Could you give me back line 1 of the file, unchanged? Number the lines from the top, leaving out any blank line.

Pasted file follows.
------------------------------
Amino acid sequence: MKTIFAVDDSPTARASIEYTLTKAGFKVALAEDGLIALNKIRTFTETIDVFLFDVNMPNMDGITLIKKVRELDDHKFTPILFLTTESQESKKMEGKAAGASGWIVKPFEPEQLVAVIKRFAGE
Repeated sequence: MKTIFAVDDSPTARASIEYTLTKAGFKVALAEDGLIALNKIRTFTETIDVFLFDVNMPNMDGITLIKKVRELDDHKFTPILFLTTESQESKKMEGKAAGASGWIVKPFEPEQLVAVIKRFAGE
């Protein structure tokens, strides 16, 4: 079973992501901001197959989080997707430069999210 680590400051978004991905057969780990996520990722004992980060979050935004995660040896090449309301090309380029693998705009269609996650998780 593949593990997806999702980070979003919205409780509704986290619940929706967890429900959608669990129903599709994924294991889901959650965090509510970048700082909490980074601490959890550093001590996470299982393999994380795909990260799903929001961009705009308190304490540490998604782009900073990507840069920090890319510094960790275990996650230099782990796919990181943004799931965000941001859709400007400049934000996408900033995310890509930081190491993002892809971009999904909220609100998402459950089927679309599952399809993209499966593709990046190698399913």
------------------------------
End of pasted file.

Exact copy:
Amino acid sequence: MKTIFAVDDSPTARASIEYTLTKAGFKVALAEDGLIALNKIRTFTETIDVFLFDVNMPNMDGITLIKKVRELDDHKFTPILFLTTESQESKKMEGKAAGASGWIVKPFEPEQLVAVIKRFAGE